THE ENSUING ASSEMBLY elections in the Congress-ruled Karnataka are obviously critical for both the Congress and the BJP during the run up to the general elections but their desperation to win the elections, the two main rivals are taking extreme steps which have dangerous portents for the society and the nation.
While the Congress has sought to divide the society on religious grounds by raking up the issue of Lingayats and seeking minority status for the community, the BJP has gone ahead and announced its chief ministerial candidate who was earlier removed by it on charges of corruption and irregularities. Evidently the Congress is trying to torpedo the BJP agenda while the BJP is compromising with what it had been campaigning against.
Congress chief minister and the party’s chief ministerial candidate Siddaramaiah has, obviously with an eye on the election, recommended that the Lingayat community be declared a minority. It is undoubtedly an astute move as the Lingayats, who constitute 17 per cent of the voters, and are known to be BJP supporters.
Accepting recommendations of the State Minority Commission, the Siddaramaiah Government sent a communication to the Ministry of Home Affairs on March 23 seeking recognition of Lingayats and Veerashaivas, who follow Basavanna’s teachings, as a religious minority under section 2(c) of the National Commission of Minorities Act, 1992. Lingayats, who are considered a Hindu sect because they share several beliefs with Hindu religion, have been demanding a minority status as they don’t believe in the authority of the Vedas, the caste system and the Hindu concepts of reincarnation and karma.
It was a clever political move by the Congress to have thrown the ball in BJP’s court. The BJP president Amit Shah has now responded that his party would oppose the move but it is clear that the party has been put on the back foot over the issue.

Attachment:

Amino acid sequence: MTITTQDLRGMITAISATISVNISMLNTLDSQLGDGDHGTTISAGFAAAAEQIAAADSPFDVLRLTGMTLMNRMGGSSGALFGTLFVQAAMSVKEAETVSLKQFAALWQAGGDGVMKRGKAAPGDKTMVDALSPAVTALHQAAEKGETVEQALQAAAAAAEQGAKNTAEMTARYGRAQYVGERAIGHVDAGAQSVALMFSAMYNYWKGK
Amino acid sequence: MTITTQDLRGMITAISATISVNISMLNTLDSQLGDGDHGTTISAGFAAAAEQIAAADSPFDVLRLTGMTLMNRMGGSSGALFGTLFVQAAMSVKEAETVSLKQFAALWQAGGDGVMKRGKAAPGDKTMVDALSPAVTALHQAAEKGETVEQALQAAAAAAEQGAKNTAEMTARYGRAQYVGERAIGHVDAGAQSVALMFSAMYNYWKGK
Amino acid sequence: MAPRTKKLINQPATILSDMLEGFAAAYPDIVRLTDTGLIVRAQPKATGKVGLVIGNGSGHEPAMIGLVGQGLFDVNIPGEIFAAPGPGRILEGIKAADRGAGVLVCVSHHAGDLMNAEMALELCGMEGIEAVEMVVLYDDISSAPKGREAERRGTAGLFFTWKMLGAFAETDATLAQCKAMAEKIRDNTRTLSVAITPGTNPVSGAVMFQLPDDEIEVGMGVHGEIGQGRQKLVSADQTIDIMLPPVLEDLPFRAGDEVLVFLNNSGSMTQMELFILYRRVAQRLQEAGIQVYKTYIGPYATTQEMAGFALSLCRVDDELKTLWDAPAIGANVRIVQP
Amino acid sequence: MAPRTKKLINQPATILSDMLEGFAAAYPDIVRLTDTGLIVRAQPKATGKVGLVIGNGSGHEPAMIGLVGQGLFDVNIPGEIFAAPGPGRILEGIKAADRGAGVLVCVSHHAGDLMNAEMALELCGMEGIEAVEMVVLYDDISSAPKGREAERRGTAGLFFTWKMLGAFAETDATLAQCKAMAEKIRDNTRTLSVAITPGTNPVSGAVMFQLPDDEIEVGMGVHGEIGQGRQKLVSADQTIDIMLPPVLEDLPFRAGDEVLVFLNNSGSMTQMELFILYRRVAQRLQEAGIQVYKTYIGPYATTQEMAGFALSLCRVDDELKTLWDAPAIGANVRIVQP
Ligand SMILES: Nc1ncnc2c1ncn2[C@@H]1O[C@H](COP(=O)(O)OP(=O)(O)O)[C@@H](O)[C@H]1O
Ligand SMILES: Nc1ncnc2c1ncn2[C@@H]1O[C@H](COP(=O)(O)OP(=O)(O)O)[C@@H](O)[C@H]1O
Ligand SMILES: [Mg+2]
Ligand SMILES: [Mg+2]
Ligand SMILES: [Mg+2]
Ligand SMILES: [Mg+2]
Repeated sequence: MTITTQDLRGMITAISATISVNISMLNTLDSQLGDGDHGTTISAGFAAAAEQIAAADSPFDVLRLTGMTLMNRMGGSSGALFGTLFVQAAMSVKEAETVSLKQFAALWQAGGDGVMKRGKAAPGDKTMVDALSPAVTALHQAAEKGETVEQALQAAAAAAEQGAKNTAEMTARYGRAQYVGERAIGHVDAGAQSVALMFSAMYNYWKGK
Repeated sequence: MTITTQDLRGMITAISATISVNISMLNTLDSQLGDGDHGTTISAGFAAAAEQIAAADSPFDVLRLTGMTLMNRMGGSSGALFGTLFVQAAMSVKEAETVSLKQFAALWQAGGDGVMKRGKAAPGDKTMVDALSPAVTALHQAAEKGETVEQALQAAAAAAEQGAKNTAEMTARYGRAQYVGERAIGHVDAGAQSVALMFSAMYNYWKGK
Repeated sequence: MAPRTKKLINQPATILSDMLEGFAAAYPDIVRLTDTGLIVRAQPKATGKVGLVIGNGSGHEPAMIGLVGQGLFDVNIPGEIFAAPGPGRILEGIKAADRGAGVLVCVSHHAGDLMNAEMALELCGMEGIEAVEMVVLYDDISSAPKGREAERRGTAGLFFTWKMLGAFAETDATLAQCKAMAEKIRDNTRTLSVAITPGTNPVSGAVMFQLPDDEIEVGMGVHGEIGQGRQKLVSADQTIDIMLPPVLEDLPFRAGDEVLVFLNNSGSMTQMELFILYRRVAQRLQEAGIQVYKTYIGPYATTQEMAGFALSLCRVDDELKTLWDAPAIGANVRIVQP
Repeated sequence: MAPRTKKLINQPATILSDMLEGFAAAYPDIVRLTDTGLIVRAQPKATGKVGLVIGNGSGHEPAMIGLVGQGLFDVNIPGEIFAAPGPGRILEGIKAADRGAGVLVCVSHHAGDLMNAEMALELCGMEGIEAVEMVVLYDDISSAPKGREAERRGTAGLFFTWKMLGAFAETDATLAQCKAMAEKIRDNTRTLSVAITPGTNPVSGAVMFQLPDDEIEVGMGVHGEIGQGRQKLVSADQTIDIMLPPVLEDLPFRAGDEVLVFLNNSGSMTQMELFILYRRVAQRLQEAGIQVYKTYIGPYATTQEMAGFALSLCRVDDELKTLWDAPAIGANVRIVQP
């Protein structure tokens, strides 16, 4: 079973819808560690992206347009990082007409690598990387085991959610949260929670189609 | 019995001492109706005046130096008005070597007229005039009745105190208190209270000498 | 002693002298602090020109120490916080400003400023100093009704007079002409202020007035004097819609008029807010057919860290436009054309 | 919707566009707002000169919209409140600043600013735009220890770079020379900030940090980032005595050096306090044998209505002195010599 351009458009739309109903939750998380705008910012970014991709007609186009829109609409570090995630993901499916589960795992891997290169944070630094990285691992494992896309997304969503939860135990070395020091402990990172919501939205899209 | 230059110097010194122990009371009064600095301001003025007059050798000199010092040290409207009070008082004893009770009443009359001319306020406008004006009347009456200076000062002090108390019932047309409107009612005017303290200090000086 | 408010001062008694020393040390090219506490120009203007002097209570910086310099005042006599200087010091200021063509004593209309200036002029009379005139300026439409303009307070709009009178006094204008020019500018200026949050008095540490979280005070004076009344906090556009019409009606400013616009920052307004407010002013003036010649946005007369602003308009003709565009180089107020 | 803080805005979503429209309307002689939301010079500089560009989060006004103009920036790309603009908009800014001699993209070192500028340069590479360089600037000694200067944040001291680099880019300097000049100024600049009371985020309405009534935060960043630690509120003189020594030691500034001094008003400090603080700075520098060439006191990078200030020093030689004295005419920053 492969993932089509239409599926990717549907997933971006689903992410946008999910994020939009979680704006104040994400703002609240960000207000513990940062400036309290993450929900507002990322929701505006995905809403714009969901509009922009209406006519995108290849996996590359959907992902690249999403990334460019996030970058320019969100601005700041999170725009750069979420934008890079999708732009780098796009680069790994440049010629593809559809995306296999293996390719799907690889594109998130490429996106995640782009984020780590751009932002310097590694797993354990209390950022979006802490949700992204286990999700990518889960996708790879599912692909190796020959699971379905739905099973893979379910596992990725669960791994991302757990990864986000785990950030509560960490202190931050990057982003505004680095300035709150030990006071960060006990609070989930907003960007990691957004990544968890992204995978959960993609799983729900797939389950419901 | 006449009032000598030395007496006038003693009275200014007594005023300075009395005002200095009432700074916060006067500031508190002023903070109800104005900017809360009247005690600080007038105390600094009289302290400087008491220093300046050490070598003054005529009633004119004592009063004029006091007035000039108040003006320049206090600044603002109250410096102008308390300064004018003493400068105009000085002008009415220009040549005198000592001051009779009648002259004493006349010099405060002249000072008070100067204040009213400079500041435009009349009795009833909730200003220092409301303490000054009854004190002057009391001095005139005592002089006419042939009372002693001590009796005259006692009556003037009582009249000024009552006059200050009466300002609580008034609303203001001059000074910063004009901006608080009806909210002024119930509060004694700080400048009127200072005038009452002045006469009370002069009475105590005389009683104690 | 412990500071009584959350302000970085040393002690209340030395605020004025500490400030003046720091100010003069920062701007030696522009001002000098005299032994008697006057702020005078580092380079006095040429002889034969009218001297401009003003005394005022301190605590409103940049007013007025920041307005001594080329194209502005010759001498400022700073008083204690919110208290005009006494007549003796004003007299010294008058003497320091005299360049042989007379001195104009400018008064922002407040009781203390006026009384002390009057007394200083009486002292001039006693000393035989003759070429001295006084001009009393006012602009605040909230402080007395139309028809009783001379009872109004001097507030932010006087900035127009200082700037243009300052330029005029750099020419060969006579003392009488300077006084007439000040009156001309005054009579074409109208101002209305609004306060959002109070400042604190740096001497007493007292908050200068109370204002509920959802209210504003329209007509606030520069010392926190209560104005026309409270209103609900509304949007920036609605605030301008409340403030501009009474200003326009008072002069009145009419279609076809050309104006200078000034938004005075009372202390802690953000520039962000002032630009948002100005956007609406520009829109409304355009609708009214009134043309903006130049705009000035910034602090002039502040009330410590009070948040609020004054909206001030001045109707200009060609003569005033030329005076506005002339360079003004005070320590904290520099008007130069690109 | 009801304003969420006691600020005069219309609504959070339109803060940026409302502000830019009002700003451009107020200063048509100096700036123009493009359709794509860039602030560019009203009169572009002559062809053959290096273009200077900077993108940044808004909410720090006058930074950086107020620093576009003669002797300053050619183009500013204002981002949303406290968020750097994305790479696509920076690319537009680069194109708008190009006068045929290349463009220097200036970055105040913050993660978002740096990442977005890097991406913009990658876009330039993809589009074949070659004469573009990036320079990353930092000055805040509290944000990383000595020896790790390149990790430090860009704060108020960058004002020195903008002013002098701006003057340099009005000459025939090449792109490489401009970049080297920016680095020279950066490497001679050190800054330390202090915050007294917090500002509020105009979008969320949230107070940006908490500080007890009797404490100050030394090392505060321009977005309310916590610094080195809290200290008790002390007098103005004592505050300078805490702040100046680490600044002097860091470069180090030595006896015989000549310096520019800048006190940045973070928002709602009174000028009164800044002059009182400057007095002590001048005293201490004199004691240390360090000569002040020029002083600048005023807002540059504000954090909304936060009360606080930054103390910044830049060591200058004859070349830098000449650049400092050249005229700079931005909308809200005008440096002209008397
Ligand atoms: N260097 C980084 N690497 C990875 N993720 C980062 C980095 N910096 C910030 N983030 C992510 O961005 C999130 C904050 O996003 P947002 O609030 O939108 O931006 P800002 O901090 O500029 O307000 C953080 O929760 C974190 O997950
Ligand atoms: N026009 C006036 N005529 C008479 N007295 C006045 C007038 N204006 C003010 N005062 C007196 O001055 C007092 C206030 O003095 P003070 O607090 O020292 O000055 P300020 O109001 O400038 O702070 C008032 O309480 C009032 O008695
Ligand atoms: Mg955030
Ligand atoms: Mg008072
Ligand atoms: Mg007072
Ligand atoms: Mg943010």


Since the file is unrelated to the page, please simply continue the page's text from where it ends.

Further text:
If Lingayats are given the status of a minority, several others like the Arya Samaj, Radhaswami, Vaishnava and other sects of the Hinduism which do not adhere to typical Brahminical Hinduism, would also demand minority status. That militates against the Hindutva agenda of the BJP which has been trying to consolidate Hindus and associating nationalism and patriotism with it.
It was a clever political move by the Congress to have thrown the ball in BJP’s court. The BJP president Amit Shah has now responded that his party would oppose the move but it is clear that the party has been put on the back foot over the issue. Since the minority status can only be granted by the central government, the blame or otherwise would be squarely with the BJP. Although it is unlikely to take such a call before the Assembly elections, it has emerged as a major issue in the state. The Lingayats are believed to be an important factor in about 100 of the 232 Assembly constituencies.
Besides the stirring of the controversy relating to Lingayats, the Congress is also trying to strengthen its own "Hindutva agenda”. Party president Rahul Gandhi has been feverishly visiting mitts and temples across the state, as he did in Gujarat, to prove to be more loyal than the King.
On the other hand, BJP has declared a former chief minister B S Yediyurappa as its chief ministerial candidate. He is the same person who was removed as chief minister by the BJP on alleged charges of corruption. Slighted by the BJP he had floated his own party called Karnataka Janata Party which bagged 9.79 per cent votes in the 2013 Assembly elections. These votes would have otherwise gone to the BJP but the shift of votes was enough to damage the BJP and had helped Congress to regain power.
Although all elections, whether to Lok Sabha, Assemblies and civic bodies, have their own dynamics, the nation’s eyes are now fixed on the Karnataka elections because of the high stakes involved. The contest is all the most exciting as the ruling Congress and the challenger BJP are believed to be evenly placed.